Pre-birth conferences

The purpose of a pre-birth conference is to decide whether serious professional concerns exist about the likelihood of harm through abuse or neglect of an unborn child when they are born. The participants need to prepare an inter-agency plan in advance of the child’s birth.

They will also need to consider actions that may be required at birth, including:

    • whether it is safe for the child to go home at birth;
    • whether there is a need to apply for a child protection order at birth;
    • whether the child’s name should remain on the child protection register.
    • It should be noted that as the register is not regulated by statute, an unborn child can be placed on the register. Where an unborn child is felt to require a child protection plan, their name should be placed on the register.
    • whether there should be a discharge meeting and a handover to community- based supports.

The pre-birth CPCC should take place no later than at 28 weeks pregnancy or, in the case of late notification of pregnancy, as soon as possible from the concern being raised but always within 21 calendar days of the concern being raised. There may be exceptions to this where the pregnancy is in the very early stages. However, concerns may still be sufficient to warrant an inter-agency assessment.

Where a decision is taken to register an unborn child the registration will be reviewed no later than three months from the date of registration, then after reviews will take place six monthly.

 

How are unborn children identified and assessed?

High risk pregnancy process flowchart

Any agency or individual who is providing services to a pregnant woman where concerns may exist about the mother’s ability to provide safe care should ensure that their concerns are shared with the relevant midwife. This ensures, not only, the identification of an unborn child who may require additional support and/or protection, but also ensures that the pregnant woman is appropriately linked to anti-natal care. The named midwife for the unborn baby will undertake a pre-birth assessment to assess any risks and consider any unmet needs to ensure appropriate service involvement.

If child protection concerns are identified a referral will be made to social work services prior to 25 weeks of pregnancy.  Screening of referrals will be undertaken by health and social work services to determine whether the assessed risks require child protection proceedings to be evoked. Where child protection proceedings are necessary the team leader will place an alert to the child protection register within 24 hours and a CP1 will be completed by a named social worker within five working days. A pre-birth case conference will then be convened within 28 weeks of pregnancy.

Where child protection proceedings are not deemed necessary the named midwife will continue to assess and support the pregnant mother throughout her anti-natal care. The named person for the unborn child will be the midwife up until 10 days post birth where named responsibility for the child will be transferred to the health visitor. In some instances the assessment undertaken by the health visitor will identify unmet needs or risks which may require the intensive involvement of universal services or a multi agency plan.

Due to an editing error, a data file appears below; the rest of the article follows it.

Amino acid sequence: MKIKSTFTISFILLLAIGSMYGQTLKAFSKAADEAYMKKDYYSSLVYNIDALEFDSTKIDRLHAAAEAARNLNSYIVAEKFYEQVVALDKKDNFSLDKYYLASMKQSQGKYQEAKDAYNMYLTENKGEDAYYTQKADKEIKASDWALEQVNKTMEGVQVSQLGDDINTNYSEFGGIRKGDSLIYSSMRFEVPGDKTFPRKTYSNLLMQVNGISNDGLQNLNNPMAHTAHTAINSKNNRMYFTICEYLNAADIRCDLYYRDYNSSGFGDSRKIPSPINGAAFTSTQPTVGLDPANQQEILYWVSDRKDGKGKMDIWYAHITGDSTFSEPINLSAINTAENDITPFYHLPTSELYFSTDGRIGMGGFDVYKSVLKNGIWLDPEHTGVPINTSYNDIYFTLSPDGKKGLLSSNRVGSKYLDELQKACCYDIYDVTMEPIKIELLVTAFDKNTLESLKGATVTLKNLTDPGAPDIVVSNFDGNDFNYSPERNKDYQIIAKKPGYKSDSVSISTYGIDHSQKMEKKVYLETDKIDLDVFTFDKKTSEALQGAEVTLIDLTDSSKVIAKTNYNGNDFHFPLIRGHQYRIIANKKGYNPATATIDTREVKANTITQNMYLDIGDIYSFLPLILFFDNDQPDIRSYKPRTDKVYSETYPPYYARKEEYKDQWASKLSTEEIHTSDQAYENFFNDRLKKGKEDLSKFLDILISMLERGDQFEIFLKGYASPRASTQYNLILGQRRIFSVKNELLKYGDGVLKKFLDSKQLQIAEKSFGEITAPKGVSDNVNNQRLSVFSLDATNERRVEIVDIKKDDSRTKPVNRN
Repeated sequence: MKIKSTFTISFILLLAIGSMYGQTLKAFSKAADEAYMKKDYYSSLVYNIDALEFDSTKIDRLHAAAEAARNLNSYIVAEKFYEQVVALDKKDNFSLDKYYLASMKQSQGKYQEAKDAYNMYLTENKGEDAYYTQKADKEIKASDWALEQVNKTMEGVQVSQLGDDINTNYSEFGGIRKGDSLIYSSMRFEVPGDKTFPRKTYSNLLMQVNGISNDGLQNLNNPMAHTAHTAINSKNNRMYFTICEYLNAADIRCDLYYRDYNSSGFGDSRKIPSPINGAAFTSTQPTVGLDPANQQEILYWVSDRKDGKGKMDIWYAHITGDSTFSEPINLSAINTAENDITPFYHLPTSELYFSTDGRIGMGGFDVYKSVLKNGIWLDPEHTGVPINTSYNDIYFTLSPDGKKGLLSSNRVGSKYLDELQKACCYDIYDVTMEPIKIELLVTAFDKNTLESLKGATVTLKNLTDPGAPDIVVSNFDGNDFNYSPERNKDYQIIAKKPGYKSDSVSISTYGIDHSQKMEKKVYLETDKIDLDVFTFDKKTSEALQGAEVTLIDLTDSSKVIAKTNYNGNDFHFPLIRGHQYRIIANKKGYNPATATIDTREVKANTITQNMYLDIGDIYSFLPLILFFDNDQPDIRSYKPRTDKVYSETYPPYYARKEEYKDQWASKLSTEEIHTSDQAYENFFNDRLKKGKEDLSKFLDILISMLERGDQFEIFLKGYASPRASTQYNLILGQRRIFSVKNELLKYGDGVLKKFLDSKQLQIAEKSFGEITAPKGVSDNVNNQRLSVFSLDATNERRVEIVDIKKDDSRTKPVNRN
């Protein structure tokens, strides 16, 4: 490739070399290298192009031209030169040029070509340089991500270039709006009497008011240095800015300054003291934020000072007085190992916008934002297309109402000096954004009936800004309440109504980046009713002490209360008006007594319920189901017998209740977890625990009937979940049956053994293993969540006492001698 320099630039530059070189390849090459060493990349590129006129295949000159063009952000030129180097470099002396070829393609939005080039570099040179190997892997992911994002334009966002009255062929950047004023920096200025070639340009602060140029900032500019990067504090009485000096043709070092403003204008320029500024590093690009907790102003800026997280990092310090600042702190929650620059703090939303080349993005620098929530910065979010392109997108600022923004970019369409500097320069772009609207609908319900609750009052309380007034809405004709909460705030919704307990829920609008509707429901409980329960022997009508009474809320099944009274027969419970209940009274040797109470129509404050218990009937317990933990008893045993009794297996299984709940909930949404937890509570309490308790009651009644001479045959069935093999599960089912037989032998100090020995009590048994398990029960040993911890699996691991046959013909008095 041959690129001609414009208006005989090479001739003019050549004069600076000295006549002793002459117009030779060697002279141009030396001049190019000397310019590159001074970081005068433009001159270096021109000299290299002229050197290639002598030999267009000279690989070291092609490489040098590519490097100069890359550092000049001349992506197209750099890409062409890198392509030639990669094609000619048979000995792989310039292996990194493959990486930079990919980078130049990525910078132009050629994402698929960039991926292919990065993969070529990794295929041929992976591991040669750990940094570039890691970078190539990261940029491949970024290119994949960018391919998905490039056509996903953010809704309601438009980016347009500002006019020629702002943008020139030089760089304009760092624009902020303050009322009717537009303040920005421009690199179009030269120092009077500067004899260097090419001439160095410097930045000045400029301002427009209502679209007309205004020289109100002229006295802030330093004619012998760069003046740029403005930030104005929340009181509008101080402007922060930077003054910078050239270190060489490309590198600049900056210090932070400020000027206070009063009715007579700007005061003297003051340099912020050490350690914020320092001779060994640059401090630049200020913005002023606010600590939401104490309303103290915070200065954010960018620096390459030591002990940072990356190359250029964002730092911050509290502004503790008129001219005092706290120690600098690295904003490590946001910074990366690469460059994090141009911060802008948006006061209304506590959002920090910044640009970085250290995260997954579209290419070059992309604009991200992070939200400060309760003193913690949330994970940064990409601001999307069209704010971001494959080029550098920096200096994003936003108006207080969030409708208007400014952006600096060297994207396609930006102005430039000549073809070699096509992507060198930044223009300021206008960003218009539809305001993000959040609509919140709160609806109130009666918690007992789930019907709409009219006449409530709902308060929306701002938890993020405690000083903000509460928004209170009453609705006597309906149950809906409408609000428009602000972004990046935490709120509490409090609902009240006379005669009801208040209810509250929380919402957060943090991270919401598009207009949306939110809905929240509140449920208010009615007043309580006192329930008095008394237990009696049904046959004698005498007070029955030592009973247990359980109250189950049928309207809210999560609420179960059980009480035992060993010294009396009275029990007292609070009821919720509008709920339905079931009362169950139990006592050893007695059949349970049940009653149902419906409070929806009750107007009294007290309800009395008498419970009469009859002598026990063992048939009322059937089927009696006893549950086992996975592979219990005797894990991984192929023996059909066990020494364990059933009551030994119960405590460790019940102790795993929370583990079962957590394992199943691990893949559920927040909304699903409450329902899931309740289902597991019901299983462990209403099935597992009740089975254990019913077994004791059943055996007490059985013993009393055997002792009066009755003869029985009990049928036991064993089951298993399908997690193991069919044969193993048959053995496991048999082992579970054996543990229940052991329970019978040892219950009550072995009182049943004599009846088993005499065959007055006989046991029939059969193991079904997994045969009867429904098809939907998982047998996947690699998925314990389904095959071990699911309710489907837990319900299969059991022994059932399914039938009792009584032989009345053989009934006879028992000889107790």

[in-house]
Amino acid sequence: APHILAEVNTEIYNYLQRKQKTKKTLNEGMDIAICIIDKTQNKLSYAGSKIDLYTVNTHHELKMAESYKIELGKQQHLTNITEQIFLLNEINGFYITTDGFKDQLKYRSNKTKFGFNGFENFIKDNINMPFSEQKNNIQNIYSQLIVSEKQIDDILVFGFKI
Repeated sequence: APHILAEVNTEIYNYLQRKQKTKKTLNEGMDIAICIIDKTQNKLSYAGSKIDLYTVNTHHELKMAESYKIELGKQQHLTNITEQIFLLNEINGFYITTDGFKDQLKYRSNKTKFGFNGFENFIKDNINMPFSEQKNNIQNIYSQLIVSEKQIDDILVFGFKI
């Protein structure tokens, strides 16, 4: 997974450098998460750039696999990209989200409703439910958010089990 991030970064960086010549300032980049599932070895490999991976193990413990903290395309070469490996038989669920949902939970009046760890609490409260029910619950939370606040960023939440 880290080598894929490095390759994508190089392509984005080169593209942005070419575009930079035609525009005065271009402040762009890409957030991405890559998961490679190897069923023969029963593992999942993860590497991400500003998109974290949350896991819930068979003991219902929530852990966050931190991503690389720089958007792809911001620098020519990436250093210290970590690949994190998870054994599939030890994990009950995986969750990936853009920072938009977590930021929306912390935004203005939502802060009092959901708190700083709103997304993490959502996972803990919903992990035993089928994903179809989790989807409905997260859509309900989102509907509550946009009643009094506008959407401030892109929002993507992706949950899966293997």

Refer a concern to social work services.

 

What does the assessment look like?

Neonatal abstinence syndrome

When mothers have used opiates, benzodiazepines, alcohol or barbiturates on a regular basis during pregnancy there is a likelihood that the baby will be born with neonatal abstinence syndrome – a reaction to the withdrawal of substance/s after birth. Babies with neonatal abstinence syndrome can exhibit a range of symptoms. These include irritability, problems with feeding and sleeping and other difficulties which may lead to the baby being more difficult to care for than the average baby. The symptoms can become apparent shortly after birth, at five-ten days old, or sometimes at up to three weeks old.

If a baby has neonatal abstinence syndrome the key health professional should contact the child protection advisor, health, to discuss and agree action by the health professional.

This will include:

    • a referral to the social work services
    • discussion with the parents to advise of action to be taken
    • sharing of relevant information with other professionals, who are involved with the care of the mother and baby e.g community midwife, health visitor, GP, social worker

If the case is already allocated to a social worker,  an assessment undertaken and child’s plan agreed, then discussion should take place between the social worker and  team leader, who will determine if the current measures in place require to be reviewed or not.

If there is a need for the plan to be reviewed then the team leader should discuss the case with the co-ordinator, children’s services to decide what action should be taken, if any.

If a post-birth case conference has already been agreed, then the presence of neonatal abstinence syndrome would bring additional concern to the assessment, matters for discussion at the conference. It should be taken into account when formulating the child’s plan or child protection plan, if the child is made subject to registration

If a referral is made to the social work services of a baby with neonatal abstinence syndrome when the mother was not previously known or no assessment was undertaken, the team leader must allocate the case to a social worker with a minimum of delay.

The social worker should undertake an assessment of risk and need with a minimum of delay.

Pre-Birth Assessment Form